What is this Blog about?

CNA launched the Center for Autonomy and Artificial Intelligence (CAAI) as a direct result of the rapid, even explosive, growth in AI in recent years. Recall that it was less than 2 years ago (in the spring of 2016) that Google’s DeepMind‘s AlphaGo Go-playing AI defeated multiple world-champion Go player Lee Sedol in a landmark event that – prior to the match, and given Go’s complexity compared to chess – most AI experts believed was years (perhaps decades) in the future. Now, consider the fact that as remarkable as AlphaGo’s defeat of Lee Sedol was, it arguably pales in comparison with the advances made to AlphaGo‘s learning algorithm in the months following that landmark match. A research paper received by the prestigious peer-reviewed journal Nature in April 2017 (and subsequently published online on 18 October 2017) announced that a new Go playing AI called AlphaGo Zero achieved superhuman performance, winning 100–0 against AlphaGo. Moreover, this new machine learning algorithm accomplished this by starting tabula rasa (i.e., entirely through self-play, without any human-based gaming knowledge or data) and did so in roughly 3 days (compared to the several-months-long training required by the original AlphaGo)!

How might AI evolve in the months and years ahead, and what are the military implications of this “technology”? While CAAI has been stood up to address this basic question (see the first batch of papers that the Center has published since its launch) and  research reports, and news of workshops, symposia, and other events will always appear on CAAI’s main website, this blog is envisioned as a more timely repository of “breaking news” as it pertains to AI, machine learning, and autonomy, and as a general forum for public discussion of ongoing projects. As such, it is also intended as a complement, of sorts, to another CAAI initiative, namely a weekly series of 20-30 min long podcasts (called AI-on-AI) that explore the latest breakthroughs in artificial intelligence and autonomy. Where the podcasts have only enough time to mention and outline a few of the “most interesting” news items that caught the ears and eyes of the editors in-between their recording sessions, this blog provides an opportunity to expand on one or more major stories, to provide additional background, and/or to link directly to original sources. This blog will also tap heavily into CNA’s repository of in-house experts on autonomy, AI, and drones; cyber security; defense technology; and other related areas.

All visitors to our blog are encouraged to participate in the discussion with their own news, comments, and speculations about how AI and autonomy might evolve.

CNA’s New Center for Autonomy and AI

In Oct 2017, CNA launched its new Center for Autonomy and Artificial Intelligence (CAAI), with Dr. Larry Lewis named as Director.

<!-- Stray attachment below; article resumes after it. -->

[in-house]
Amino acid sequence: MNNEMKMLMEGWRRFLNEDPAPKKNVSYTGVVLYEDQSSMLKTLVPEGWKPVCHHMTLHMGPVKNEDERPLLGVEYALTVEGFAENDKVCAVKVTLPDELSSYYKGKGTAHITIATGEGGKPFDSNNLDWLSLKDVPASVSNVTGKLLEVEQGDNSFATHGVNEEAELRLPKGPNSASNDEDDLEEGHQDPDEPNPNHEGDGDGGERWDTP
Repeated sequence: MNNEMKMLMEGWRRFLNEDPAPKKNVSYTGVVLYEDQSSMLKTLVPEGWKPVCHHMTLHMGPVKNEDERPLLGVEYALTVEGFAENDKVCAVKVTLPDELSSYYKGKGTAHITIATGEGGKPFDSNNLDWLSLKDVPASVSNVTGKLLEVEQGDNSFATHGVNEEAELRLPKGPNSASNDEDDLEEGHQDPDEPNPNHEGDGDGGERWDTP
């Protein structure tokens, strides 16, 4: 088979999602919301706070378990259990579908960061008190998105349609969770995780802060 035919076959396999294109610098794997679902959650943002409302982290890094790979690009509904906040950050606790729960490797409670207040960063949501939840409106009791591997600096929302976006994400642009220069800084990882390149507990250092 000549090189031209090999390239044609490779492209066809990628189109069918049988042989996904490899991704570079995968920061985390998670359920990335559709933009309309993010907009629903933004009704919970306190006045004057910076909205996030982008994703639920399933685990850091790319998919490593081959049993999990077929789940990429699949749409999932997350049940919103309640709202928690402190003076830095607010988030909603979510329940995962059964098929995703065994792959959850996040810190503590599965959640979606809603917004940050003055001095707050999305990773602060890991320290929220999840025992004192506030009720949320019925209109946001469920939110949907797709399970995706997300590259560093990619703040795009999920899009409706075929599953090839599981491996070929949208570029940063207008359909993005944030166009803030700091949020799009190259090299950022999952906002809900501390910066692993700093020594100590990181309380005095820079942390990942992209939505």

Throughout history, the ability to adapt technological advances to warfighting has led to fundamental changes in how war is conducted. Examples include the development of the crossbow, gunpowder-powered projectile weapons, rockets and jet aircraft, and precision guided munitions. Autonomy and AI represent revolutionary technologies that will change the future of warfare. They offer opportunities to the U.S. for countering and deterring emerging threats, addressing security challenges and advancing U.S. national interests.

But this opportunity is by no means certain, since autonomy also offers potential asymmetric advantages to peer-competitors, some of which have been pursuing these capabilities aggressively. Additionally, rapid innovation in the private sector—including commercial research and development efforts in autonomy and AI that dwarf that of the U.S. military—creates challenges for the U.S. to quickly identify and integrate cutting edge technological developments. Finally, there are potential dangers of this technology that should be guarded against, including potential unpredictability and the potential of civilian casualties in some operational contexts. Though much of the emerging technology is new, there are still many opportunities to avoid challenges and missteps that have been seen before, by learning from past lessons observed in U.S. operations and institutional processes.

Given the impact autonomy and AI will have on the character of warfare, CNA created CAAI (hereafter referred to as the “Center”) to focus on these emerging technologies and their contribution to national security. The Center capitalizes on the ability to leverage over 250 experienced researchers, many with advanced degrees and holding wide expertise and experience in a spectrum of disciplines, and connect them with government, private industry, and other stakeholders. The Center combines CNA’s strengths and experience in military operations with focused expertise in autonomy and AI. Its goal is to provide technical, strategic and operational insights and connect government and private stakeholders to make sure the U.S. is at the forefront in this rapidly evolving area.